Archive for September, 2010

Living with Confidence in a Chaotic world
September 27, 2010

 

In today’s world, if there is a certain attention getting word, if there is a word that capture anyone’s imagination in this turbulent, noisy environment it is Confidence.  Since it is written by a Pastor and a Theologian, you’d quite naturally expect Dr. David Jeremiah to be a dispenser of hope, but the contents of this book are certain to stir you cover to cover.  Whether it is quoting the personal journey of Bobby Jindal or drawing from empirical evidence, he makes a compelling case of how people all over the world are gravitating towards the spiritual quest after many years of futile intellectual chases.  When your world falls apart, not only do you need intellectually compelling answers but hope, comfort and assurance that can lift  your soul. 

He loves alliteration. Using a series of phrases around Staying Calm, Staying Connected, he builds all the ten chapters with the recurrent message of how when crisis strikes, personal or national, one can lean on God’s word, nature and his promise to sail through.  Interesting nuggets are interspersed throughout to make the book interesting ” For instance in the chapter on “Staying calm” he cites the beaufort scale when Calm is the lowest measure and the highest notch is hurricane.  “Everyone talks about the weather”, he quips Mark Twain but nobody does anything it, as he closes the first chapter and reminds the readers that Jesus said “Dont let your hearts be troubled, Believe in me”

“Catastrophes ought to teach you compassion” he exhorts in a typical shepherdly tone. In the chapter on Stay Compassionate, he reminds us of the fact that we are all in it together. Life, the cauldron of suffering has an inscrutable way of catching all of us off-guard. The book is not just packed with scriptural exhortations that can ocassionally lull the reader into familiar contempt, the illustrations are rivetting like the story of PLO sniper Taas Saada.

Probably because of his day job as a preacher and teacher, Dr. Jeremaiah’s calling card is simplicity. There are no profound metaphysical mysteries explained, no conundrums cracked, Merely engaging stories and principles that inspire and reinforce the hope of glory in the life of Christ Jesus.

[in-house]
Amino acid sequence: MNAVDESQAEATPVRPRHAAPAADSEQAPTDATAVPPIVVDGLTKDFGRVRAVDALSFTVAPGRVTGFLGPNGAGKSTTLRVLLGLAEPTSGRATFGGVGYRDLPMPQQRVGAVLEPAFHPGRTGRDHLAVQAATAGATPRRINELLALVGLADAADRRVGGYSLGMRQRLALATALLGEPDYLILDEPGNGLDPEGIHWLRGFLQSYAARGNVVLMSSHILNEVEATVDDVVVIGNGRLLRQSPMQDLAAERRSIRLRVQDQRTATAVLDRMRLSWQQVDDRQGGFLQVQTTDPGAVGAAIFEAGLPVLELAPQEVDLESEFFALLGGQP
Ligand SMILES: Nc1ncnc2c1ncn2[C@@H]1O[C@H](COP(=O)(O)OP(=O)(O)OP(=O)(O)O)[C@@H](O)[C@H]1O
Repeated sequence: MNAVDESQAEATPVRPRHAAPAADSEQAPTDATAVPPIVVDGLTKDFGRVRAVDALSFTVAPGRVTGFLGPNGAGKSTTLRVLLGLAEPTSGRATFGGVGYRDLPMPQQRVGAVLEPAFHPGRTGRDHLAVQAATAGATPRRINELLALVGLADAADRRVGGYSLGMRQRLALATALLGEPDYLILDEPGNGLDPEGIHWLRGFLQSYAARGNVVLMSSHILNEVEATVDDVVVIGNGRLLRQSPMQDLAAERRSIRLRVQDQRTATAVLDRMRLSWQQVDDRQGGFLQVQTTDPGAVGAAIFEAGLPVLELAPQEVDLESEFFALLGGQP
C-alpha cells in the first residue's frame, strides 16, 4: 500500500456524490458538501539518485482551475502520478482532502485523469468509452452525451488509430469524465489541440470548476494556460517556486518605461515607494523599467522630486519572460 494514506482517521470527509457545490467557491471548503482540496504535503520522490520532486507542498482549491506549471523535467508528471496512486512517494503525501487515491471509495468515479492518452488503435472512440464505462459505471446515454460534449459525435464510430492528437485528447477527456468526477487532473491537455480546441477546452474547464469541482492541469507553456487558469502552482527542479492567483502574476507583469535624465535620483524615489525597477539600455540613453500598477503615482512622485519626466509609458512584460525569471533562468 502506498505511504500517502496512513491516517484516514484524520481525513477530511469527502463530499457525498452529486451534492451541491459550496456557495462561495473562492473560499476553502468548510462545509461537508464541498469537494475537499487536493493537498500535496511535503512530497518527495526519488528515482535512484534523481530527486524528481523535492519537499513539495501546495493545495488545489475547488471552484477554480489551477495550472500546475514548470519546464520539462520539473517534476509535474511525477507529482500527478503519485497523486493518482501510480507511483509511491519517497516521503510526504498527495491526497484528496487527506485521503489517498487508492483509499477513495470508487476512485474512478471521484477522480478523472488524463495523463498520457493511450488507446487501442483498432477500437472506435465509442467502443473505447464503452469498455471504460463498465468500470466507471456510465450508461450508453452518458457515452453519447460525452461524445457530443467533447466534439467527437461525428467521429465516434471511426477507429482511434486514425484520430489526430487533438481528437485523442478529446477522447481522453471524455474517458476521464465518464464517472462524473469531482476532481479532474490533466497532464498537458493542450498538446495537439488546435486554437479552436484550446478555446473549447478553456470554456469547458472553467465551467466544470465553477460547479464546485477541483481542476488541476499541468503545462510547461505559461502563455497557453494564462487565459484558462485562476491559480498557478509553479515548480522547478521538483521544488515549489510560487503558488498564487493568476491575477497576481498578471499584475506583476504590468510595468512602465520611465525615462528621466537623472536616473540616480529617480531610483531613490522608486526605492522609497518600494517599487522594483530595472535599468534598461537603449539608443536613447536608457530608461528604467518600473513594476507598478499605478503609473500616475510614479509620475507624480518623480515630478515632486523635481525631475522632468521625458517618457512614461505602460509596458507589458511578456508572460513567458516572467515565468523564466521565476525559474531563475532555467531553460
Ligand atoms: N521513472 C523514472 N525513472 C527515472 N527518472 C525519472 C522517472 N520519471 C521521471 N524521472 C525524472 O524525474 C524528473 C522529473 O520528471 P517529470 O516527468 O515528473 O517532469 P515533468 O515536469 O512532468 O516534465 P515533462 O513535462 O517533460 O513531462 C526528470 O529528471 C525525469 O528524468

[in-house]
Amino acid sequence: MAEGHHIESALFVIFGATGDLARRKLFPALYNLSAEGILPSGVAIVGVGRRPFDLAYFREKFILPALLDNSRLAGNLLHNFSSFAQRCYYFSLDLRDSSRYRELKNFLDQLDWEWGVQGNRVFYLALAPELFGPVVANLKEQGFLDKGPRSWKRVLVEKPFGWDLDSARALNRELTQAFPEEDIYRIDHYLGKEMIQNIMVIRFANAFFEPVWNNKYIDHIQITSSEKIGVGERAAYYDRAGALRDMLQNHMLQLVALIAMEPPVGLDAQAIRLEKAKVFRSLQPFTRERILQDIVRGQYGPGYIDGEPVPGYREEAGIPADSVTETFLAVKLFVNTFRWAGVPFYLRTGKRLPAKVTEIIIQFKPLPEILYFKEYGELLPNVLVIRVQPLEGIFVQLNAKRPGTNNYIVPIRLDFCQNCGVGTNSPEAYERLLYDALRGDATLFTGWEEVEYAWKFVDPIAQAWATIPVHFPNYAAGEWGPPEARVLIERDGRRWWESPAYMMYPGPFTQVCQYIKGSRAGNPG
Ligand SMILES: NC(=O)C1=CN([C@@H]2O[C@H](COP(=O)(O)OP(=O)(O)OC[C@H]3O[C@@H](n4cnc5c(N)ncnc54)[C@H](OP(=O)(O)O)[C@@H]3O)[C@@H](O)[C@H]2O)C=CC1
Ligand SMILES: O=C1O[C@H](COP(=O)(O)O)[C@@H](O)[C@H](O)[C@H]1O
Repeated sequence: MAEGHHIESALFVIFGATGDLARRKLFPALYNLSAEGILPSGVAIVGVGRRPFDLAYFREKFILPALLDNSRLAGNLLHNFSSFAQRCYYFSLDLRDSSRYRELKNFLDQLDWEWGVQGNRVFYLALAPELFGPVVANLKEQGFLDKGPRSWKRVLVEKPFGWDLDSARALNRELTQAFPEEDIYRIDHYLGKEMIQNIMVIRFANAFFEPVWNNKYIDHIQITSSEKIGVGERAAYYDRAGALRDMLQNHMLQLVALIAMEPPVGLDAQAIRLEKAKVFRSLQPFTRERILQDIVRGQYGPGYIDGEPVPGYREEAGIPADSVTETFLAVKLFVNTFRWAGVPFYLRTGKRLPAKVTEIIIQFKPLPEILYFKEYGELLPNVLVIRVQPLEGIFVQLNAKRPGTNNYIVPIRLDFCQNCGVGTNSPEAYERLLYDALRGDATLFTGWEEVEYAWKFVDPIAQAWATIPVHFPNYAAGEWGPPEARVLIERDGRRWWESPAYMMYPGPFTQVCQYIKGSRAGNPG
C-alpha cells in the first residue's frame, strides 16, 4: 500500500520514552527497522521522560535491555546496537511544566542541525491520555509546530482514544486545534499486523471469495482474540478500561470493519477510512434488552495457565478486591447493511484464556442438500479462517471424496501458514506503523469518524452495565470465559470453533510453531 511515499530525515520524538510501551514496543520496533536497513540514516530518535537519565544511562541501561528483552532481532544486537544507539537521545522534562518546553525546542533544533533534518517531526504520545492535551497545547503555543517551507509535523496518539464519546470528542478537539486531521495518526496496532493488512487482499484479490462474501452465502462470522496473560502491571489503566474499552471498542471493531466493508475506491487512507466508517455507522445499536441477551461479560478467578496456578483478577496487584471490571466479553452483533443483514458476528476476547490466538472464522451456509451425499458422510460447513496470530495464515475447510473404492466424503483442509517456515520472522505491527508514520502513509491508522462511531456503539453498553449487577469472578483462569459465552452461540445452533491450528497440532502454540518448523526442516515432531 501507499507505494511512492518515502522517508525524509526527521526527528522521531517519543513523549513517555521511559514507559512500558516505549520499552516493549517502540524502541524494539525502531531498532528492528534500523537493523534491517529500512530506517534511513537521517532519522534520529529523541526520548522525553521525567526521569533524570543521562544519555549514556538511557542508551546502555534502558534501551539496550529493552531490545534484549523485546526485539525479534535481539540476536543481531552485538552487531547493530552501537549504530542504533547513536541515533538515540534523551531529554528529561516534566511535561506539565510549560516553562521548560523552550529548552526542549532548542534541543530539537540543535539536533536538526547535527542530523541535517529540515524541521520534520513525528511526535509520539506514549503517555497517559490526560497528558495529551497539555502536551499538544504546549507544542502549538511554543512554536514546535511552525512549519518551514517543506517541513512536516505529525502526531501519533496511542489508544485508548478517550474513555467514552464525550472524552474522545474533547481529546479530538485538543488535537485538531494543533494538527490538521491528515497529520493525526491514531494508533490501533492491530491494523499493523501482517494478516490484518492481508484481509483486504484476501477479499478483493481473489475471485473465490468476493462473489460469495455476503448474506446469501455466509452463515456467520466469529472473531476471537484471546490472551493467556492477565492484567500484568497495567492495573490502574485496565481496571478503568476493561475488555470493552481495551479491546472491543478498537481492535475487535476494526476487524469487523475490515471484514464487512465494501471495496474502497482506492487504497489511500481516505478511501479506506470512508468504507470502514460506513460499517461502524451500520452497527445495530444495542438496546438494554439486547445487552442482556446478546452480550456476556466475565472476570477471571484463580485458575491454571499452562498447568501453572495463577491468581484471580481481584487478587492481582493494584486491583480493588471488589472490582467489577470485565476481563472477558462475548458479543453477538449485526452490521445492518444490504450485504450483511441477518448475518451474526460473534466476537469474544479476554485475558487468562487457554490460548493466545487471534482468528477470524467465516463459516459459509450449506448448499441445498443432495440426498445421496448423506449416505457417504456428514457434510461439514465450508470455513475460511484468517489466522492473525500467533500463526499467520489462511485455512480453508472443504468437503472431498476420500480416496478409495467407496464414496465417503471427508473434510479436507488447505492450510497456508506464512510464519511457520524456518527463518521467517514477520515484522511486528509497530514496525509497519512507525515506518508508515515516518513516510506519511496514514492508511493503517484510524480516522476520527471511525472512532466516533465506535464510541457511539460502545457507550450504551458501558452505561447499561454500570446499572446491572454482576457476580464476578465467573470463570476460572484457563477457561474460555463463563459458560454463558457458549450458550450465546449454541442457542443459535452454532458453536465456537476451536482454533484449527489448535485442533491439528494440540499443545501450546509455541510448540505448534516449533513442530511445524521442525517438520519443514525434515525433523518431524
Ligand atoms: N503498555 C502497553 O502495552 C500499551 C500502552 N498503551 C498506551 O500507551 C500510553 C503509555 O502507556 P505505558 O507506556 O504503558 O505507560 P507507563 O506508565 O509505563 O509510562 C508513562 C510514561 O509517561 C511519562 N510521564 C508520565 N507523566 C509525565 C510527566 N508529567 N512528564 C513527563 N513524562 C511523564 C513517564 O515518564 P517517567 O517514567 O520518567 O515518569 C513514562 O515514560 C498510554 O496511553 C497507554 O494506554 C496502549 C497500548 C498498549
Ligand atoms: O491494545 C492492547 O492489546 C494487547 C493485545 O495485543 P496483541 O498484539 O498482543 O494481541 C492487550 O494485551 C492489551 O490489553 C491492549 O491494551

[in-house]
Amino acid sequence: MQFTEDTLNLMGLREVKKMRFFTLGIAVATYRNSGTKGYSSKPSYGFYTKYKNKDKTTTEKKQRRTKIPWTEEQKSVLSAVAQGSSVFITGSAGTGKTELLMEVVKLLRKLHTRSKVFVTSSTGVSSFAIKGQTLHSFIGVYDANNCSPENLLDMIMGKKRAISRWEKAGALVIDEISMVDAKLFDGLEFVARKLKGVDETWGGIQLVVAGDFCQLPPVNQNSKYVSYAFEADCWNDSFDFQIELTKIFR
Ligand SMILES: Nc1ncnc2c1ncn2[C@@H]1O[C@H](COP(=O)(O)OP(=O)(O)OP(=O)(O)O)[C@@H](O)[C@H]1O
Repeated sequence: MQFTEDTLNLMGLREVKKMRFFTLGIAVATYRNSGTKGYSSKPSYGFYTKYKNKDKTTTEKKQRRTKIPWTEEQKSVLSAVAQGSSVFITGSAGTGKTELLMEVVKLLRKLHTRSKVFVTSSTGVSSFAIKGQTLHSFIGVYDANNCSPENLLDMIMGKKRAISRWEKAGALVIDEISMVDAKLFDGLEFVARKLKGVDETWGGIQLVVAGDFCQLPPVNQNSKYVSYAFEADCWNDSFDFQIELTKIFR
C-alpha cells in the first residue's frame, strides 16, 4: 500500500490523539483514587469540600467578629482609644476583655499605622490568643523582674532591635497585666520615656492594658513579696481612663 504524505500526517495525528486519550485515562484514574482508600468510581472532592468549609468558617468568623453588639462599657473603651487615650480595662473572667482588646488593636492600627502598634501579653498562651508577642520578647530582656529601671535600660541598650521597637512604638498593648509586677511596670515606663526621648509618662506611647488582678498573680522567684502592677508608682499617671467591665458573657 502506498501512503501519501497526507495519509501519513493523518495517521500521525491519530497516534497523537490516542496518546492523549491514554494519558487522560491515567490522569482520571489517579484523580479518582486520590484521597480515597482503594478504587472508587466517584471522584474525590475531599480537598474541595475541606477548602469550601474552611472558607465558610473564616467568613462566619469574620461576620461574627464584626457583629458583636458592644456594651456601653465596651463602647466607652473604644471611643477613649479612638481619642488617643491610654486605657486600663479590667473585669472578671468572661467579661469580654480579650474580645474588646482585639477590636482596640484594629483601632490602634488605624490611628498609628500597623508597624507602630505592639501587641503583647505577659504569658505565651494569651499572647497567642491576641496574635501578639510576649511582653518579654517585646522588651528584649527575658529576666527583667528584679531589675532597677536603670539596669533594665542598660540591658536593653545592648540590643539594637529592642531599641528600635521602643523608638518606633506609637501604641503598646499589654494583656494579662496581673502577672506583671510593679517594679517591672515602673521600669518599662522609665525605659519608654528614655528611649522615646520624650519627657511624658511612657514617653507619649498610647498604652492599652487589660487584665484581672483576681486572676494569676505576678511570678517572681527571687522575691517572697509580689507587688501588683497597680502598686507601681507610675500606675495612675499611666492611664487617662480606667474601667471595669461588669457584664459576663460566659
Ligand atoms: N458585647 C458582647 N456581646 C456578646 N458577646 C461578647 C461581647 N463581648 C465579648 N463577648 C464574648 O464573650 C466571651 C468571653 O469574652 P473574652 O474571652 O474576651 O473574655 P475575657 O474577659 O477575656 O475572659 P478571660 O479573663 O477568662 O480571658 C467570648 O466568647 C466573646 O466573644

The rest of the chapters, Staying Constructive, Staying Challenged,  Staying Connected, Staying Centered, Staying Confident, Staying Consistent, Staying Committed, and Staying Convinced follow a similar pattern of story telling and applying scriptural principles.

There are two groups of people who could immensely benefit from this book. Those who have had a crisis, and those who are likely to have one.  Thank you Pastor DJ.

Knock out entrepreneur knocks your socks off
September 20, 2010

I loved George Foreman’s style of writing. Simplicity and Humility are two hallmarks of this book. He stays close to the boxing ring metaphor through out, understandably and some of the stories he narrates to make a point border on the incredible.

He is a role model as a sportsman and a businessman, so I was curious to see how he views his life, his legacy and business among other things. I must confess that I was not disappointed.  When the competition gets vicious he strikes not neccessarily in the same manner he gets it, but in a more tactful manner to seize the advantage. He lays out life’s lessons for young entrepreneurs, executives or young people. The book is full of wisdom, as it engages you in a conversational tone. 

George you knocked my socks off…

Outliers
September 20, 2010

OK – this is not a brand new book but I was fascinated enough to re-read and put out a post. This book liberated me from many pressures as a parent, student, teacher, learner and above all a human being. Gladwell is an interesting journalist. Not exactly an oxymoron, but he writes well.  He debunks the myth that geniuses are born by tracing out young hockey players or even young chartered school students. He contends that often we choose the mature ones in an age group and classify them as talented. Because of that labeling and other pampering through extra TLC, these “talented” ones rise to the top.  So he contends that they have as much to be grateful for the opportunities showered on them, as their native talent. 

He talks about the minimum effort needed to be good at something – Playing the piano, skateboarding, playing chess or  any discipline that requires certain amount of practice. He identified that a player requires 10,000 hours before he can master the game.

I have another 9999 hours to go before I become a master blogger